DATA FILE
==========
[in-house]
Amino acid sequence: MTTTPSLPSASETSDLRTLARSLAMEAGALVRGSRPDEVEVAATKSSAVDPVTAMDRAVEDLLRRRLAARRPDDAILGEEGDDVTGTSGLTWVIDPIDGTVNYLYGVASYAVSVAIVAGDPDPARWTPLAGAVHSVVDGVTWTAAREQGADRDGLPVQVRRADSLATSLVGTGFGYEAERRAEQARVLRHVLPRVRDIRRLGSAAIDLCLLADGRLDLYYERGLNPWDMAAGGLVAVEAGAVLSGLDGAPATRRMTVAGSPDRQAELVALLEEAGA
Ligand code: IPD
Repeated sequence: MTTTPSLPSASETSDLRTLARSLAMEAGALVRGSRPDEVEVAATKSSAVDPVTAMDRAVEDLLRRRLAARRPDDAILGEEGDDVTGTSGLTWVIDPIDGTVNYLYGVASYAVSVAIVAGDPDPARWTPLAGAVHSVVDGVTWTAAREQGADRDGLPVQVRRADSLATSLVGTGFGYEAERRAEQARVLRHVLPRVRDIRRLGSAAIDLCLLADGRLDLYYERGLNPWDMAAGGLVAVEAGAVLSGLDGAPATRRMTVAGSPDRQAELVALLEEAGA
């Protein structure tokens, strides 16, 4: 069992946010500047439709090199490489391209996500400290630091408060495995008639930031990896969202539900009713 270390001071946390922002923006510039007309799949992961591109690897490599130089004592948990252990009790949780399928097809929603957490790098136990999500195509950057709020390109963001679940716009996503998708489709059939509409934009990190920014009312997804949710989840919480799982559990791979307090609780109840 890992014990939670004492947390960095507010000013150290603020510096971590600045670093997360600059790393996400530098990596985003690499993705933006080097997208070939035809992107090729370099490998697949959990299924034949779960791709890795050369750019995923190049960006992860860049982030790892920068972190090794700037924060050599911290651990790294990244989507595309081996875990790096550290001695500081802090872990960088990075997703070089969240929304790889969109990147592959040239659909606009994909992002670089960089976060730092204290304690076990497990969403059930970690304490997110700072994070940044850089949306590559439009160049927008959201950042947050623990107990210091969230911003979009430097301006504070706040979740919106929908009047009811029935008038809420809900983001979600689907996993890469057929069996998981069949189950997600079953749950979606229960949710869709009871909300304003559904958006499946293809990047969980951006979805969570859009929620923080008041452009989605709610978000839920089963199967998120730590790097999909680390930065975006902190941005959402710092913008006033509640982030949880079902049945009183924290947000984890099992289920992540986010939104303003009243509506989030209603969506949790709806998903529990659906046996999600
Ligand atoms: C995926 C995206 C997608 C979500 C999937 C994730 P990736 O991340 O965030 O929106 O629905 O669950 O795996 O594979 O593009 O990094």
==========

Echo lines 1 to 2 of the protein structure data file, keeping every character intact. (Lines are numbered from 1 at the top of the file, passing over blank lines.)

[in-house]
Amino acid sequence: MTTTPSLPSASETSDLRTLARSLAMEAGALVRGSRPDEVEVAATKSSAVDPVTAMDRAVEDLLRRRLAARRPDDAILGEEGDDVTGTSGLTWVIDPIDGTVNYLYGVASYAVSVAIVAGDPDPARWTPLAGAVHSVVDGVTWTAAREQGADRDGLPVQVRRADSLATSLVGTGFGYEAERRAEQARVLRHVLPRVRDIRRLGSAAIDLCLLADGRLDLYYERGLNPWDMAAGGLVAVEAGAVLSGLDGAPATRRMTVAGSPDRQAELVALLEEAGA